Disabling LUKS encryption without backing up and restoring the whole partition

The problem: When installing Ubuntu, Debian or another flavour of Linux you chose to encrypt the hard disk, but now you want to get rid of the password prompt while booting. How do you do this without backing up, reformatting and restoring the entire partition?

The short answer first: There is no way to completely disable LUKS encryption - for that reason, many people in forums etc. recommend to back up the data, recreate partitions (or re-install the system) and then to restore the data.

However, it is possible to disable the password prompt while keeping the encryption in place. This effectively makes the encryption useless because we store the decryption password on the machine in clear text. Still, it is a much easier route than a full backup and restore. Furthermore, you can re-enable encryption easily again at a later time. The extra overhead of de/encrypting data on the drive is negligible these days.

The approach is as follows: Add a trivial password to the LUKS password slots, then instruct the boot process to create the password by printing it from a script during boot.

This is made slightly more complex by the fact that the script with the password must be added to the initramfs, the regular filesystem is not enough. Furthermore, what I only found out after many tries and a lot of headscratching is that empty pass phrases are not allowed in LUKS. This means that specifying /dev/null as the password file (or using /bin/true as the script) does not work. Finally, the setup "helpfully" disallows reading the passphrase from a file directly, we need to write a short script to output it.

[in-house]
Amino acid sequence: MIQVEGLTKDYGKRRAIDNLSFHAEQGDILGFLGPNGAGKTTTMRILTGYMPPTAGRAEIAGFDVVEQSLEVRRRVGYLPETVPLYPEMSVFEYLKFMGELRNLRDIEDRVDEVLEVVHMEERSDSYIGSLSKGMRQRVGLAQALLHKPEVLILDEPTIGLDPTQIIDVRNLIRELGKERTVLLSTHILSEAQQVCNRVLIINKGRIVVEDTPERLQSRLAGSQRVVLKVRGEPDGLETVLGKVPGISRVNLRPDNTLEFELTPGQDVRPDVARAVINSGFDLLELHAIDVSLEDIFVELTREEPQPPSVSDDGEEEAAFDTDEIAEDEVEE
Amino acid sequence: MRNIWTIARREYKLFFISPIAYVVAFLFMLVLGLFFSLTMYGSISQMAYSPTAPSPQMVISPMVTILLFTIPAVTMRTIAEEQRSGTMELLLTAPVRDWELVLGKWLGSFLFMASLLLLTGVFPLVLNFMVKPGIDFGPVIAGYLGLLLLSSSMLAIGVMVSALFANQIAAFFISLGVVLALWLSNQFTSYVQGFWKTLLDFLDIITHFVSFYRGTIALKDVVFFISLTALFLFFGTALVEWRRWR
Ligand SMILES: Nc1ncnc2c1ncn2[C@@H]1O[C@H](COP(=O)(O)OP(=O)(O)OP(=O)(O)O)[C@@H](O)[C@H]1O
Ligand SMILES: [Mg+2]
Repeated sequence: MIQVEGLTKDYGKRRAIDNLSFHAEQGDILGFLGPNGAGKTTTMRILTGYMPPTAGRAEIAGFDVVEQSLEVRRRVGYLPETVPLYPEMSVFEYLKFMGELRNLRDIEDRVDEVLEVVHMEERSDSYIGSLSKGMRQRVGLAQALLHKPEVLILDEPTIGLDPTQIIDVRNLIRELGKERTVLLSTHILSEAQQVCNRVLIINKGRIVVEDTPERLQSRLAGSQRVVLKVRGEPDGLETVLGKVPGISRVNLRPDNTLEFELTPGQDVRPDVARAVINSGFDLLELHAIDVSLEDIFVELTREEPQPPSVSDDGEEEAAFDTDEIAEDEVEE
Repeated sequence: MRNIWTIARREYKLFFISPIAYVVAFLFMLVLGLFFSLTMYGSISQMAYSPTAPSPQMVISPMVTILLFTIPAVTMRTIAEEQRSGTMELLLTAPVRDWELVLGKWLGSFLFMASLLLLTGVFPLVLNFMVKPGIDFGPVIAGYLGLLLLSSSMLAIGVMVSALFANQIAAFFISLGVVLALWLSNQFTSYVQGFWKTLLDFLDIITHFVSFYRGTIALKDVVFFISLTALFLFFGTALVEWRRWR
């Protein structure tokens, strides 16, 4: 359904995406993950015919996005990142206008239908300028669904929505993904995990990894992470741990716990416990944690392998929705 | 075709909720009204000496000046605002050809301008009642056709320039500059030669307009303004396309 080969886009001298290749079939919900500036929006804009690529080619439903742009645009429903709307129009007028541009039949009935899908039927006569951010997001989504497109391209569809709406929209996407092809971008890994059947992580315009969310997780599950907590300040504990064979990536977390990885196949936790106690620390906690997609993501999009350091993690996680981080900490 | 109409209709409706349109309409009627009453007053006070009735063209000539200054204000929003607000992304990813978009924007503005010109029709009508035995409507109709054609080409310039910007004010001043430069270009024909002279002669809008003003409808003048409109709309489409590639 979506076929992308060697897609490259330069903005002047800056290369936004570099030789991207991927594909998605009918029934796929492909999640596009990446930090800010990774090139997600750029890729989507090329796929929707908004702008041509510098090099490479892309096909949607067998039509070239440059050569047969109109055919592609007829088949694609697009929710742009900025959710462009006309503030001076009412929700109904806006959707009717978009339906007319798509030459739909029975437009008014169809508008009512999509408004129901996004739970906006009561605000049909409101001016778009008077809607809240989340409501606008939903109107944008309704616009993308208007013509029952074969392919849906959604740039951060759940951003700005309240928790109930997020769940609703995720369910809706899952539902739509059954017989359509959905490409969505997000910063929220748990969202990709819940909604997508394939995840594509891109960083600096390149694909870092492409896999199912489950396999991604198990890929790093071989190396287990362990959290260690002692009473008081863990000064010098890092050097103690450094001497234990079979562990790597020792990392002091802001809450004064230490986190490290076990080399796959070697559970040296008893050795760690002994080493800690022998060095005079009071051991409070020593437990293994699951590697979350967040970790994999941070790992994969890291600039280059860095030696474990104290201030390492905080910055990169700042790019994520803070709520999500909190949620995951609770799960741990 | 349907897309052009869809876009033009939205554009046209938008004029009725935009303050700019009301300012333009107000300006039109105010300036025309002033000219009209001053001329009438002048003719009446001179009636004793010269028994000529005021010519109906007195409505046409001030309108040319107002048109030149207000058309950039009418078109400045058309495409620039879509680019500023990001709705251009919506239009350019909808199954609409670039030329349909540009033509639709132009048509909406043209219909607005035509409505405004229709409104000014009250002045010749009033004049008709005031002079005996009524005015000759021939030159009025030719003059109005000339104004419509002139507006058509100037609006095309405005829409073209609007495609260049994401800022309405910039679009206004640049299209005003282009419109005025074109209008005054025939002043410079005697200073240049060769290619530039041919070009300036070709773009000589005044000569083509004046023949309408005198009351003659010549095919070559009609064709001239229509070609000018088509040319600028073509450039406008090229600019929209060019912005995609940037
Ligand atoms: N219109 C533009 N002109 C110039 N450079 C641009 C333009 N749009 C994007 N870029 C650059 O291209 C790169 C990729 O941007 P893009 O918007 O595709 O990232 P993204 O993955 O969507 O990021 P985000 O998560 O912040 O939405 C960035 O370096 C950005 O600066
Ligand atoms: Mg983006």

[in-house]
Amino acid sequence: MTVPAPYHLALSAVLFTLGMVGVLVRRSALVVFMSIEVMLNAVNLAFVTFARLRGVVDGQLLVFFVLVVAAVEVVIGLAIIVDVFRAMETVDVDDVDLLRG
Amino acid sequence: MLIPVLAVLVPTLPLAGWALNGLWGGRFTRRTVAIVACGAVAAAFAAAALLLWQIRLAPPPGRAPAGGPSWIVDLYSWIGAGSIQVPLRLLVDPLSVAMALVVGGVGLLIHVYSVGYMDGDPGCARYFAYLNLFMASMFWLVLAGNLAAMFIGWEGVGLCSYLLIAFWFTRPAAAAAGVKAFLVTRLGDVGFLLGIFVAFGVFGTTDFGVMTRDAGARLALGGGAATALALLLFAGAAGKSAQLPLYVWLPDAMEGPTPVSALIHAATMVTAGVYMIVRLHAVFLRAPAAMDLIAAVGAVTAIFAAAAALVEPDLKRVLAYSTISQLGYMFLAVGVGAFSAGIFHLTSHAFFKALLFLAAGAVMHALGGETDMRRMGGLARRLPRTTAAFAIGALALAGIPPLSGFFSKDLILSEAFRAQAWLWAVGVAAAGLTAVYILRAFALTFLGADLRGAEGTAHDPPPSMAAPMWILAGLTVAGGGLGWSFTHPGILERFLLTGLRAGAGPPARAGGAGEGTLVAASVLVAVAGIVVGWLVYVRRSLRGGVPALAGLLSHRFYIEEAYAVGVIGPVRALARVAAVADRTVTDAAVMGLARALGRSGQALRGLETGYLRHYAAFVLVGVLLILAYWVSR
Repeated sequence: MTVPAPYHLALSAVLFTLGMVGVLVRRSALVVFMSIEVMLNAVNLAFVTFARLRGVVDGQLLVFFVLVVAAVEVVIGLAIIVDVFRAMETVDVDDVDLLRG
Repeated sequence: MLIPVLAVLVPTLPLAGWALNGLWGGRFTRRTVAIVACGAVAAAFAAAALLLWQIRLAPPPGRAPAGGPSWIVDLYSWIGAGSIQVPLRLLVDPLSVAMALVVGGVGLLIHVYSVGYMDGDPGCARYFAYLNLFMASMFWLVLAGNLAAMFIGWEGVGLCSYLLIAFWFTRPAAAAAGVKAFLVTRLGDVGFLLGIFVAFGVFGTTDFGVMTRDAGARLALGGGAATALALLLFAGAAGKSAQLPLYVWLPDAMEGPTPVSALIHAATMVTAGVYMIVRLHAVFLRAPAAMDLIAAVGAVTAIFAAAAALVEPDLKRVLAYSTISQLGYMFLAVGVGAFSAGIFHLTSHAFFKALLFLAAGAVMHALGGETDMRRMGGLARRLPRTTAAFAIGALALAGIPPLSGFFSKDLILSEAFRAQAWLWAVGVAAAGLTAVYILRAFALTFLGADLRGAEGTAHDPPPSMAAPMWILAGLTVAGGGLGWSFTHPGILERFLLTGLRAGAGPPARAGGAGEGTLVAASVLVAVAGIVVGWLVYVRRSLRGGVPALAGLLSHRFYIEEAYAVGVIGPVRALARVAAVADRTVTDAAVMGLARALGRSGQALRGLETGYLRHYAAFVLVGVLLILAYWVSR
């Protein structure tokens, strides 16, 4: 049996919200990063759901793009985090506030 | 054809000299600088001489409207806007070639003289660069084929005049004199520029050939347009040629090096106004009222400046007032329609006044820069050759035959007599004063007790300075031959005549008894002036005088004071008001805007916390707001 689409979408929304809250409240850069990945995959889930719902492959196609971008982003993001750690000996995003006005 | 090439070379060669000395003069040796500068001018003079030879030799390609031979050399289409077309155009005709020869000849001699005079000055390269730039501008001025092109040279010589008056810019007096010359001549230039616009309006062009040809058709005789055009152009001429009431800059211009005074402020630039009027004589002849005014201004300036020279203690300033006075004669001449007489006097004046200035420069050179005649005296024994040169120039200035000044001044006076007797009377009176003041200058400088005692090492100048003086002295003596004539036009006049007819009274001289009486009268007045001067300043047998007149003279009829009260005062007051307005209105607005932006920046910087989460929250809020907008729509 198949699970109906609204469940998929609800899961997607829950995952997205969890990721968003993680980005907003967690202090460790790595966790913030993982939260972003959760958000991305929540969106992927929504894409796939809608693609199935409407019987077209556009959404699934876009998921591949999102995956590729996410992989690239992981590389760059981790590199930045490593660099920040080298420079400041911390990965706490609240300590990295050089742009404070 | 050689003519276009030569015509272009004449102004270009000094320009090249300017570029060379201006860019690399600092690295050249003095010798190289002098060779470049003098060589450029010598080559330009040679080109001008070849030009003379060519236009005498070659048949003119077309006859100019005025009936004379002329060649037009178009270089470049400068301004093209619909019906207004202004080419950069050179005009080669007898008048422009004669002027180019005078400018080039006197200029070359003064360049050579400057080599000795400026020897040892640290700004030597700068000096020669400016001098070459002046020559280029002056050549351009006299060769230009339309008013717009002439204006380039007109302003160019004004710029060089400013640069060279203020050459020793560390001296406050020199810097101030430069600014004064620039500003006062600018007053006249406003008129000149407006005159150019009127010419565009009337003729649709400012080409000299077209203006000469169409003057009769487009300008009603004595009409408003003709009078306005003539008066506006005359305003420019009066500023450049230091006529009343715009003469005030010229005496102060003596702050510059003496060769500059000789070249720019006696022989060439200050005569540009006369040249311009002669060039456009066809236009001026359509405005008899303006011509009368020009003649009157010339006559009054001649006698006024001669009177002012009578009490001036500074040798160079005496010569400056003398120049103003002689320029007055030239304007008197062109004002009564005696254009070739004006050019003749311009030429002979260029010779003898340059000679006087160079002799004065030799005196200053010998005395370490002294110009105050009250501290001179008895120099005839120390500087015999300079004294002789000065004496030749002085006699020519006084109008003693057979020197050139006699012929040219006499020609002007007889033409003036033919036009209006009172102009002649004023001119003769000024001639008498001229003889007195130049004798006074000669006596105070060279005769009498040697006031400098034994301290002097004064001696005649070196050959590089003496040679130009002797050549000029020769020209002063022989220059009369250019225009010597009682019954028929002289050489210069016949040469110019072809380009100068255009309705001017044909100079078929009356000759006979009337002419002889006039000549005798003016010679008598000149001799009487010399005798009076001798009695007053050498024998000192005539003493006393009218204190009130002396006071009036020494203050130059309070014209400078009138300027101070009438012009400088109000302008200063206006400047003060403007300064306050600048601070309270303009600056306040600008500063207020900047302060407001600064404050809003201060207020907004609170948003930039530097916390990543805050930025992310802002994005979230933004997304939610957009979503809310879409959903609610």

Step-by-step instructions:

  • Add a new trivial passphrase to the passwords that will unlock your partition(s). My suggestion is the old classic, "password". Using a more obscure password will not give you extra security:
    cryptsetup luksAddKey /dev/sda2
    The sda2 may be different on your system - look at /etc/crypttab to find the correct value for your machine. (If LVM is used, /etc/crypttab may list "sda2_crypt" or similar instead of just "sda2".)
  • Ensure that a file containing the passphrase will be available at boot time, by hooking into the initramfs generation. Put into /etc/initramfs-tools/hooks/local-noluksprompt the following lines:
    mkdir -p ${DESTDIR}/root/bin
    cat >${DESTDIR}/root/bin/luks-password <<END
    #!/bin/sh --
    echo -n password
    chmod +x ${DESTDIR}/root/bin/luks-password
    echo "Added cleartext password -- http://atterer.org/linux-remove-disable-luks-encryption-password-on-disk-partition-crypttab-initrd"
  • Make the file executable with
    chmod +x /etc/initramfs-tools/hooks/local-noluksprompt
  • Specify in /etc/crypttab that LUKS should get the passphrase during boot by executing the "luks-password" script. Do this by changing the last word luks into luks,keyscript=/root/bin/luks-password, so the line in crypttab will look similar to the following:
    sda2_crypt UUID=123456789 none luks,keyscript=/root/bin/luks-password
    Note: More recent versions of update-initramfs seem to be clever enough to make a copy of the script in the initramfs's /lib/cryptsetup/scripts/luks-password, so the extra hook script may not be required.
  • Finally, ensure that the initramfs filesystem of your currently running kernel is regenerated - if everything works, the "Added cleartext password" line should be output during the following command:
    update-initramfs -u -k`uname -r`
    I recommend against using the -kall option to update all initramfs-es - that way, if something goes wrong with this procedure you can still unlock the HD by booting an older kernel.

That's all! Should you want to disable this setup at a later point and go back to your previously set password, which still exists in one of the other LUKS password slots, just remove the trivial "password" entry:
cryptsetup luksRemoveKey /dev/sda2

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